Then, helpfully, the narrator provides an index of the dramatis personae that the reader can easily refer to in future lest they get lost. And frankly, it's needed. De Sade is not good at painting a picture of the characters, interior or exterior, so it's hard to keep track of who is who, most of the time. As far as I can tell, de Sade either didn't have a concept of the interior existence of any human being beside himself, or else deliberately wrote the characters as flat actors with shallow personalities. I could excuse him a bit by saying interiority had not yet been invented, but then I cast my mind around for contemporaneous and earlier examples of works describing the inner lives of characters, and of course there is the Shakespeare with the self-revealing soliloquies, and even long before that, St Augustine's Confessions, which is one long journey through the inner life. Maybe de Sade rejected inner life along with God and the Soul.
But back to the structure of the novel. After the introductory remarks, the index of characters, and a little bit of a description on how they went about kidnapping and selecting their child sex slaves, the story begins.
The four libertines -- and I have to pause here because de Sade uses that word so freaking much -- libertines seems to mean amoral hedonists who can only find true pleasure in extremes of cruelty. Which is weird, because I live in San Francisco, surrounded by irreligious hedonists and most of them find pleasure in things like yoga, brunch, skiing, hugging puppies, and hackathons. That's not to say that a life dedicated to selfish pleasure in one of the most expensive places in the world doesn't have something of implicit evil by the principle of sinning by omission. But I would posit there is a difference in passively spending all your money on selfish pleasure instead of helping others, and affirmatively kidnapping and torturing homeless children. De Sade would probably disagree. This is where I suppose I'm getting ahead of myself with the morality of de Sade.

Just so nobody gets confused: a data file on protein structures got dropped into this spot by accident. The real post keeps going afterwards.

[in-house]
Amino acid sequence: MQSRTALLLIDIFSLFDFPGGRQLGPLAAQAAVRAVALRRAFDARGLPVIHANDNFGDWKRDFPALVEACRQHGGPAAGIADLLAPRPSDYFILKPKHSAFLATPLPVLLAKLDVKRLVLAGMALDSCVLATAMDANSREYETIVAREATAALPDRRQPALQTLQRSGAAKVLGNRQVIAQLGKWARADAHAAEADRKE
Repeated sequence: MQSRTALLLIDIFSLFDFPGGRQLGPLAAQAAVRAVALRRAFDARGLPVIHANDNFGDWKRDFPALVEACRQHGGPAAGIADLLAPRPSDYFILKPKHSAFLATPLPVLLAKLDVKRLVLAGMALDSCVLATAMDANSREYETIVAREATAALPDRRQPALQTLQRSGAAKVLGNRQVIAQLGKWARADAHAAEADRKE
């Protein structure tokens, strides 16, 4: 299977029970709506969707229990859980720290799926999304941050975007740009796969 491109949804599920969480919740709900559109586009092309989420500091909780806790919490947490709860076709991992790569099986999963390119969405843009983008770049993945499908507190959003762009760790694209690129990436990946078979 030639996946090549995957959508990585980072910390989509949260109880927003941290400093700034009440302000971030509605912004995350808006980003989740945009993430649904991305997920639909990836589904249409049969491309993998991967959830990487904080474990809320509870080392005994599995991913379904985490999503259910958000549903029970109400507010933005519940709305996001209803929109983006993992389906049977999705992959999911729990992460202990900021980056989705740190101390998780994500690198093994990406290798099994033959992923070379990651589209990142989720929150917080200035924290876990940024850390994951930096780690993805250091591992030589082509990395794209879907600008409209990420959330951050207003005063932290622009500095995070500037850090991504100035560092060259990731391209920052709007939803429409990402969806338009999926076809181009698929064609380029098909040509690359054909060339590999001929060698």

Anyway the four libertines, worn out by a life of drunkenness, gluttony, sodomy, coprophagia, incest, murder for fun and profit, and so on, require a new and sharper pleasure to titillate their senses. There is an idea here, which still holds currency, that sexual perversion must constantly escalate in order to still provide pleasure. I don't know if it originates with de Sade, but he's a major proponent of it, as I will demonstrate once I get past all my asides. I'm sorry it will be a long newsletter because I have so much to say. In his book, Sensuous Magic: A Guide for Adventurous Lovers, about contemporary BDSM practice, Patrick Califia discusses the common misapprehension (which as I say perhaps starts with de Sade) that participants in sexual paraphilias require a constant escalation and by the time they are old perverts will be doing the most extreme horrific things possible. Not so in his broad experience, or those of other long time players, says Califia. In the beginning exploratory period of a young pervert's life that may be so, as they experiment with various new sexual practices, the world of kink having opened to them like a treasure house of pleasure. But in the long run, they find what they like, and then they settle on it, and keep doing it until they are too infirm to fuck, or whatever it is that they like. Which point is anybody's guess, as the brilliant experimental performance artist Frank Moore (you can find recordings and I warn you they are generally NSFW) demonstrated with his entire life and corpus of work. But de Sade couldn't imagine a life where a person could freely and with consenting partners indulge in various sex acts with no serious societal repercussions, exhaust the possibilities, find what they like, and then do it forever. I don't think he really had a concept of sexual consent. He doesn't even list rape as one of the crimes from which someone might take pleasure. And fundamentally de Sade claimed that it was exactly the feeling of breaking a law or taboo that was the cause of pleasure, not anything inherent to the act. As he has one of his libertines philosophize: